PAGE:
In a field that is quickly growing but evolving due to the coronavirus pandemic, death doulas are providing comfort for the terminally ill and helping their family members grieve.
Similar to how a birth doula supports an expectant mother through the process of bringing a life into the world, an end-of-life doula – a trained, non-medical professional – guides a person through the final stages of life.
Mariah Riess, a certified end-of-life doula, often receives calls from new clients following terminal diagnoses.
Riess helps them navigate all aspects of death, from making legal, financial and funeral arrangements to deciding where and how they want to die.
“Death, in some ways, it’s the biggest event in our lives, and for many it’s the most disappointing to think about or have to experience,” Riess said from her Dover home. “There’s maybe a way to bring grace to this process and also information and understanding to this process of dying.”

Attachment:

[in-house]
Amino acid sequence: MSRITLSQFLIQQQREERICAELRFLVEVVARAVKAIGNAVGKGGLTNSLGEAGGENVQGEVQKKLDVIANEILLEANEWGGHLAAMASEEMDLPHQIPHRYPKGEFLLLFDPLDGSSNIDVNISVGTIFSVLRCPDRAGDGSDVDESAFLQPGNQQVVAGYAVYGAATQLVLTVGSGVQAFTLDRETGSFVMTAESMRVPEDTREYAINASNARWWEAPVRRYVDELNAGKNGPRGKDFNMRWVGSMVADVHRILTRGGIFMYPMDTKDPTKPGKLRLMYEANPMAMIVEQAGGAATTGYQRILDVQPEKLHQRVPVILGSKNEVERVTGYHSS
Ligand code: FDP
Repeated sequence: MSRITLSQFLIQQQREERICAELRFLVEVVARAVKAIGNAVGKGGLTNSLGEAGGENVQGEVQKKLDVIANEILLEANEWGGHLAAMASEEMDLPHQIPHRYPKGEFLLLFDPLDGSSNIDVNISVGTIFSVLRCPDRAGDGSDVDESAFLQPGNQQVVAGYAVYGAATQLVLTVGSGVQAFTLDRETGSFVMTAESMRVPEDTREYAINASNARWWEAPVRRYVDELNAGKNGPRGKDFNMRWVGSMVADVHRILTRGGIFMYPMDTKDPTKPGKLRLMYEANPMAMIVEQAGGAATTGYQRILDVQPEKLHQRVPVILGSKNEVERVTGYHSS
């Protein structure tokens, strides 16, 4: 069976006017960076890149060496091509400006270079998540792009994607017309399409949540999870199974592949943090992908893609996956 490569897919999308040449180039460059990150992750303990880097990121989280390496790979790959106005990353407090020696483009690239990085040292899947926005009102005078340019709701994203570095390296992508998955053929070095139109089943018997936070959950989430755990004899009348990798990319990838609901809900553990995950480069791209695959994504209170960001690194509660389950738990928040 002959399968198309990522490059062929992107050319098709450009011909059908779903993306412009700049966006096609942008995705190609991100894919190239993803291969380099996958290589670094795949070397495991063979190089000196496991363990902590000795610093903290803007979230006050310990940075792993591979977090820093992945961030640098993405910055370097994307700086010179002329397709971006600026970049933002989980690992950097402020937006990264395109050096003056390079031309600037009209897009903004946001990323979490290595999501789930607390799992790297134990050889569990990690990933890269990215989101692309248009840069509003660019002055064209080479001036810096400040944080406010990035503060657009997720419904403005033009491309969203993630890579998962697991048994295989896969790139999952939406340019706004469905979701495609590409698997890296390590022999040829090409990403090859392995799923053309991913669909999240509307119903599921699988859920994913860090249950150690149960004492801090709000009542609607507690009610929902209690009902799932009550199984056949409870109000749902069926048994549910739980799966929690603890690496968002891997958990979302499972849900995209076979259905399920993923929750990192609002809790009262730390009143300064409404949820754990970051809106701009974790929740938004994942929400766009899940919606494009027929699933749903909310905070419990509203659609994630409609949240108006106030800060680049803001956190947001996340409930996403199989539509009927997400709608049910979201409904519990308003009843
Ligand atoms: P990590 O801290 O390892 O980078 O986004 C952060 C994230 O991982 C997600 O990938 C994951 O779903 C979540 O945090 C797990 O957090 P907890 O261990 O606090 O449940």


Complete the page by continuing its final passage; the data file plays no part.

Riess’s goal is to eliminate the stress and fear of one’s own mortality, providing comfort before and during their death and supporting their grieving loved ones after. Her work with each client can span days, months or years.
Riess believes the isolation many are experiencing during the pandemic has led clients to services like hers.
“I’ve seen quite an uptick in my practice, because I’m not sure there are places where people can talk about what’s going on with them when they’re facing the death of another or their own imminent demise, decline, diagnosis,” Riess said.